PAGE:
• 6 "Wilful and wanton negligence" is a term which has been turned to a variety of meanings. It has long been recognized in Illinois that the term includes conduct which is not in fact wilful but is of a nature that a presumption of wilfulness or wantonness is justified. In Russell v. Cleveland, C.C. and St. L. Ry. Co. (1912), 169 Ill. App. 149, 155, the court reversed a judgment for plaintiff who had been contributorily negligent. "There is nothing in this record that shows any purpose or disposition upon the part of the servants of the defendant showing such a gross want of care and regard for the rights of others as to justify the presumption of wilfulness or wantonness."
Subsequent decisions have construed "wilful and wanton" equally broadly. Such conduct was characterized in Krug v. Walldren Express Van Co. (1919), 214 Ill. App. 18, 24 as "such a lack of care for the rights of others as implies either a disregard of consequences or a willingness to inflict injury, which conduct constitutes wilful negligence, notwithstanding the absence of the element of ill-will toward the injured plaintiff." The court added that "where there is an entire absence of care for the life, person, or property of others, exhibiting indifference to disastrous consequences, it is wilful."
Similarly, the court in Richardson v. Franklin (1925), 235 Ill. App. 440, 447, described wilful and wanton negligence as "such gross, unreasonable negligence as to indicate a total disregard of consequences and an indifference to others, or such as to indicate an utter disregard for the safety and lives of others."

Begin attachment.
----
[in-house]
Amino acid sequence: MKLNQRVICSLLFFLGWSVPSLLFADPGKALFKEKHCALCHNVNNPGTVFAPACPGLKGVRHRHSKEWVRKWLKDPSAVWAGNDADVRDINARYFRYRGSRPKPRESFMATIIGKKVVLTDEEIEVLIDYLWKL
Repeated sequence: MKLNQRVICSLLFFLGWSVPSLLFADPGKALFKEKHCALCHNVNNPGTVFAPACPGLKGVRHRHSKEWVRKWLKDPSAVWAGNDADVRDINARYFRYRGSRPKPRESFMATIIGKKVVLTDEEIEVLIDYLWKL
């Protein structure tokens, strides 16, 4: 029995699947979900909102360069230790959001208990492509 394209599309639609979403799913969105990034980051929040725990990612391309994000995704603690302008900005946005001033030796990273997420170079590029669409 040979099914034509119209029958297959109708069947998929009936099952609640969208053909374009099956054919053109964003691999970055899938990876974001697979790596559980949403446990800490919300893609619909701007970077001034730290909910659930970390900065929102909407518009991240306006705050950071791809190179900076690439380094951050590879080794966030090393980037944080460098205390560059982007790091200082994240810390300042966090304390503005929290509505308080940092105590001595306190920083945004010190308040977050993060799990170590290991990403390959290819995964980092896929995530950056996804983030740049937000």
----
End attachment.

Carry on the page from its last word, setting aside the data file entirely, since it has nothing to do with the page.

The wilful and wanton negligence standard appearing in the tort immunity statute at issue here can be compared with the standard for liability involved in Barmann v. McConachie (1937), 289 Ill. App. 196, 6 N.E.2d 918, 920, in which the automobile guest statute precluded recovery for conduct not wilful and wanton. The court held that the defendant obviously did not intend to injure the plaintiff. "(B)ut his conduct showed such an intentional disregard of the duty that rested upon him to exercise care and such a conscious indifference to the consequences that might follow from his act that the jury could readily find him guilty of wilful and wanton misconduct."
The loose construction of "wilful and wanton" that characterizes the law today is clear in Spivack v. Hara (1966), 69 Ill. App.2d 22, 216 N.E.2d 173, 175. The court denied indemnity to one tort-feasor against another who had been charged with and found guilty of wilful and wanton misconduct. "The words wilful and wanton * * * no longer have the connotation of wilfulness or even utter lack of restraint, but have been used to define a vague and somewhat shadowy area close to ordinary negligence. They do not imply that the defendant intentionally disregarded the safety of another * * *."